History

RVSC

 

RVSC was founded in the mid 1960’s when there was a growing popularity for sailing. This popularity was encouraged by the availability of marine plywood and some sailing publicity given by national newspapers to boats like the Enterprise, GP14 and Mirror.

 

Founder members are long gone but names such as Doug Bolton, Dick Johnson, Jeff Pollard, Phil Healey and a newspaperman from the Rossendale Free Press named Robinson (can’t remember his first name) Also involved at that time was Tom Smith.

 

The Club was formed and a lease was negotiated with Bolton Corporation Waterworks. A sectional building was obtained from (I believe) a cricket club. The building had started life belonging to Whiteacre School Whalley.

 

In the late ’60s drains were laid by the members, Phil & Brian Robinson, Dick Johnson, Joe Hall, Dave Green, Phil Healy & Dennis Woolas (father of the ex Labour MP) were involved with this. Eventually showers were also added.

 

Joe Hall was Commodore at this time and the Club recognised Fireball, Scorpion & Mirror as classes for racing. Other classes of boat were labelled “Menagerie” and were a hotchpotch of various class and non-class boats. The Club was pretty strict in ensuring that all members graduated towards the 3 main classes. Racing was organised on Sundays afternoons and Thursday evenings during the summer. Open Meetings were held for Mirror & Scorpion Classes ant this time and many notable sailors attended.

 

The club had a series of Commodores through the 1970’s, Jeff Pollard, Chris Tomlinson, John Blackburn and Stuart Greenwood.Other Members involved were Dick Johnson, Dennis Woolass Dave Crewe, Joe Winfield and myself, Bernard Winfield.

 

The Club decided a Singlehander Class was needed and the Laser was frowned upon as being a bit “modern” so the Club adopted the Solo. During this time the racing continued to be popular and 20 boats was not uncommon.

RVSC, Dinghy racing, Lancashire

Racing at Clowbridge

 

OD and rescue boat duties were shared between the Members on a rota basis and this system worked very well. The Club continued to hold Open meetings and to gain some kudos as being a well-run venue a course was run by a gentleman from Bolton Sailing Club named George Wilson. He was an OD for major events such as the Olympics and other World Championship sailing. Also at this time RYA sponsored race-training was run by Alan & Brian Curran + Carol & Jon Haines from Elton Sailing Club. Carol Haines also ran Sailing Instructor Courses and six RVSC members qualified as Instructors.

 

A high standard of race organisation was developed and some big open events were held with up to 50 entries. The whole organisation of these events depended on a small group of volunteer OD’s who had a good knowledge of racing, the rules and the requirements of competitors.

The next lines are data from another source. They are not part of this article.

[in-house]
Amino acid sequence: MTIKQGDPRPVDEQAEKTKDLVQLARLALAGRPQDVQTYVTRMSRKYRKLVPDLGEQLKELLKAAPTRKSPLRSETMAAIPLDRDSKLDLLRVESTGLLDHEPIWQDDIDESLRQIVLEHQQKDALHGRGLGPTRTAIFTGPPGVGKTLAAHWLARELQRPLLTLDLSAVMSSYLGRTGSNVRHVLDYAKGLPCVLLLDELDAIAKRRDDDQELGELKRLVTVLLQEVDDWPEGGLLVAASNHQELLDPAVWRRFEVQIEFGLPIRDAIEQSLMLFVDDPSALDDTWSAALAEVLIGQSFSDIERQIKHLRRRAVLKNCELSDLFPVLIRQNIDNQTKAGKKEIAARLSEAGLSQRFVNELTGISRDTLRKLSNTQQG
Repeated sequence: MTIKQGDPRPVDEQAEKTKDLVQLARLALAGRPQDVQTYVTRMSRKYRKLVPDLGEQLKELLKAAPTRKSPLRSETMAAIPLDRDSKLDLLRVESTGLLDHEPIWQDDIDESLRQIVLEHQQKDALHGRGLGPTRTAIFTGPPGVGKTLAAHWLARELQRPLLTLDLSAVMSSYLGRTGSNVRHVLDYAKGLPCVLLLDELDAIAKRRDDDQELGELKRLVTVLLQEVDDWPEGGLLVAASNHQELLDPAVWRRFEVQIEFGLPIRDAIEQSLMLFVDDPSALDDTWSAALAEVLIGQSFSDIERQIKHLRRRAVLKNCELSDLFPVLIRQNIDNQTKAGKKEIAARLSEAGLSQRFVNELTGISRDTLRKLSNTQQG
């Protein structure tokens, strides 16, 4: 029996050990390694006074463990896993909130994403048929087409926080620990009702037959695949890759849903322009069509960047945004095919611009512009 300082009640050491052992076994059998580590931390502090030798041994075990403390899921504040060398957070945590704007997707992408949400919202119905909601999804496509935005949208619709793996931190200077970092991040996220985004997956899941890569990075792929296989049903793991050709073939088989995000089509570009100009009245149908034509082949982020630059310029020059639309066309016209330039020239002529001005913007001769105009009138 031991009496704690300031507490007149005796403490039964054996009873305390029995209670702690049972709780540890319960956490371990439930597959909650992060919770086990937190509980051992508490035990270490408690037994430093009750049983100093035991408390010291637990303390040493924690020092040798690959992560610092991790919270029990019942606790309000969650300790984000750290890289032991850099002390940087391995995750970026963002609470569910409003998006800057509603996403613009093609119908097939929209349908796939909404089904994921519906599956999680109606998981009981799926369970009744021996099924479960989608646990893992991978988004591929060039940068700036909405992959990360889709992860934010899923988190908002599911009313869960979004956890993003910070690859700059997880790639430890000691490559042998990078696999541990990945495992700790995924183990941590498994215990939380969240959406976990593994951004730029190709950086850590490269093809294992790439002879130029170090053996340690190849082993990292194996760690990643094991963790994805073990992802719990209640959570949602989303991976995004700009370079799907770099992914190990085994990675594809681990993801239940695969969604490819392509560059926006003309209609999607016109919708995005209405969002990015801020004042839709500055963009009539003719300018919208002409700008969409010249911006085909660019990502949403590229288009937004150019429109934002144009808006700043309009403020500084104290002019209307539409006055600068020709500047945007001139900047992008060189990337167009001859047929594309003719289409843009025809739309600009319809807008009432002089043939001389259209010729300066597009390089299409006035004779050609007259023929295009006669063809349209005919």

The water board were very strict about washing boats and keeping cars off the upper level of the site right up to the 1980’s. In the early years, boats had to be kept on the lower car park too.

 

Unfortunately the popularity of dinghy racing within the Club was in decline at this time and race entries for Club racing continued to fall. Some decent singlehanders were frequent sailors in the early 1980’s – Names I recall from that time are John Blackburn, myself Bernard Winfield, Barry Noon, Frank Lee, Neil Eatough, Bob Ruttle Chris Meredew and Chris Elliott, they kept singlehanders popular whilst Chris Tomlinson, Phil Robinson and Dick Johnson supported the 2man boats, Scorpions being the main class. A few Fireballs were also sailed Jeff Pollard, Dave Crewe Eric Davis were frequently seen.

 

The Catering all of this time was of the Pie & Peas variety which was common amongst sailing clubs at the time. Vera Crewe & Maggie Blackburn ran this. The Club had a bar and unfortunately this attracted break-ins due to the isolated site.

 

Sailboards were just coming on to the scene and after some initial resistance from Dinghy sailors, sailboard members were accepted. Martin Ashby-Smith, Brian Mount were early members.

 

The old building was in need of repair and a new one was obtained. Stuart Greenwood was Commodore at this time. All the members pitched in and helped in the construction.

 

The rise of the sailboard popularity really saved the Club from going under at this time. One thing it did NOT DO was enhance the quality of racing, since in the main, sailboards and dinghies needed different conditions and courses to do well. The fragmented nature of the Members preferences i.e. Boards or Dinghies tended to have a negative effect.

 

The club weathered that storm and has prospered after the building of the new Clubhouse.

 

The popularity of dinghies has come back, especially with the brand-new facilities but the quality of racing which suffered from the long spell of more boards than dinghies seems to be taking longer to recover.

 

The Club deserves to get back to the slick race-organisation which was present in the late 70’s and early 80’s. Only pressure from the Members will get that one right.